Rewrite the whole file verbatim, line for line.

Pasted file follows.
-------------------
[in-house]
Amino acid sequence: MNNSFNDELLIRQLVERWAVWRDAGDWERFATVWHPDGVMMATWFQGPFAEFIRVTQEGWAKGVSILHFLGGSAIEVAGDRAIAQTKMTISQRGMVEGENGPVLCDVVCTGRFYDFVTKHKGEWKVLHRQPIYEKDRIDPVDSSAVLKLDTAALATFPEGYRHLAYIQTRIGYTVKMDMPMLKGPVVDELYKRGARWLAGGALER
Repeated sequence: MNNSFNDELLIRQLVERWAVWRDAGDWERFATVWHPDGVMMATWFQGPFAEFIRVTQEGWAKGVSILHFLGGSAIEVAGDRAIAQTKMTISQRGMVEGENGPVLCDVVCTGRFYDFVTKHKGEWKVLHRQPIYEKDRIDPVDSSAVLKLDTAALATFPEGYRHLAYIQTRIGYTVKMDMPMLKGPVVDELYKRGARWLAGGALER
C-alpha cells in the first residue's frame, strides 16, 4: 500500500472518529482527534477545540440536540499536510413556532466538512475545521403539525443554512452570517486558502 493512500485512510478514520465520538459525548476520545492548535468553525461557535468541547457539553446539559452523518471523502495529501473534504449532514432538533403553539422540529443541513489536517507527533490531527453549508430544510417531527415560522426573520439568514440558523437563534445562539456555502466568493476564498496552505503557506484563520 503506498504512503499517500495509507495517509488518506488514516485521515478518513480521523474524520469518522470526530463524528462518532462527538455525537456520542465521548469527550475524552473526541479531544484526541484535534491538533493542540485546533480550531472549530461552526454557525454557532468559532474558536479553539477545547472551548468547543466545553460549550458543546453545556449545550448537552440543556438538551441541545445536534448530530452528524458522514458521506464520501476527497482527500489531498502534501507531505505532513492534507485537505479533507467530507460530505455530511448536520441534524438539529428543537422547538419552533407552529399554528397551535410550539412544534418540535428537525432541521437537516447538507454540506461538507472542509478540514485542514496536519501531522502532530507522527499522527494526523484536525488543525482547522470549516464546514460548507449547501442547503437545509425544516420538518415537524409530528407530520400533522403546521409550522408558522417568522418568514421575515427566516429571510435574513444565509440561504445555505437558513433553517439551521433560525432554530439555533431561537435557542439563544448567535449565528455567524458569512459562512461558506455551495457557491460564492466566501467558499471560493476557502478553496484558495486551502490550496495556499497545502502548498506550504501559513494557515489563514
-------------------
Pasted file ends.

[in-house]
Amino acid sequence: MNNSFNDELLIRQLVERWAVWRDAGDWERFATVWHPDGVMMATWFQGPFAEFIRVTQEGWAKGVSILHFLGGSAIEVAGDRAIAQTKMTISQRGMVEGENGPVLCDVVCTGRFYDFVTKHKGEWKVLHRQPIYEKDRIDPVDSSAVLKLDTAALATFPEGYRHLAYIQTRIGYTVKMDMPMLKGPVVDELYKRGARWLAGGALER
Repeated sequence: MNNSFNDELLIRQLVERWAVWRDAGDWERFATVWHPDGVMMATWFQGPFAEFIRVTQEGWAKGVSILHFLGGSAIEVAGDRAIAQTKMTISQRGMVEGENGPVLCDVVCTGRFYDFVTKHKGEWKVLHRQPIYEKDRIDPVDSSAVLKLDTAALATFPEGYRHLAYIQTRIGYTVKMDMPMLKGPVVDELYKRGARWLAGGALER
C-alpha cells in the first residue's frame, strides 16, 4: 500500500472518529482527534477545540440536540499536510413556532466538512475545521403539525443554512452570517486558502 493512500485512510478514520465520538459525548476520545492548535468553525461557535468541547457539553446539559452523518471523502495529501473534504449532514432538533403553539422540529443541513489536517507527533490531527453549508430544510417531527415560522426573520439568514440558523437563534445562539456555502466568493476564498496552505503557506484563520 503506498504512503499517500495509507495517509488518506488514516485521515478518513480521523474524520469518522470526530463524528462518532462527538455525537456520542465521548469527550475524552473526541479531544484526541484535534491538533493542540485546533480550531472549530461552526454557525454557532468559532474558536479553539477545547472551548468547543466545553460549550458543546453545556449545550448537552440543556438538551441541545445536534448530530452528524458522514458521506464520501476527497482527500489531498502534501507531505505532513492534507485537505479533507467530507460530505455530511448536520441534524438539529428543537422547538419552533407552529399554528397551535410550539412544534418540535428537525432541521437537516447538507454540506461538507472542509478540514485542514496536519501531522502532530507522527499522527494526523484536525488543525482547522470549516464546514460548507449547501442547503437545509425544516420538518415537524409530528407530520400533522403546521409550522408558522417568522418568514421575515427566516429571510435574513444565509440561504445555505437558513433553517439551521433560525432554530439555533431561537435557542439563544448567535449565528455567524458569512459562512461558506455551495457557491460564492466566501467558499471560493476557502478553496484558495486551502490550496495556499497545502502548498506550504501559513494557515489563514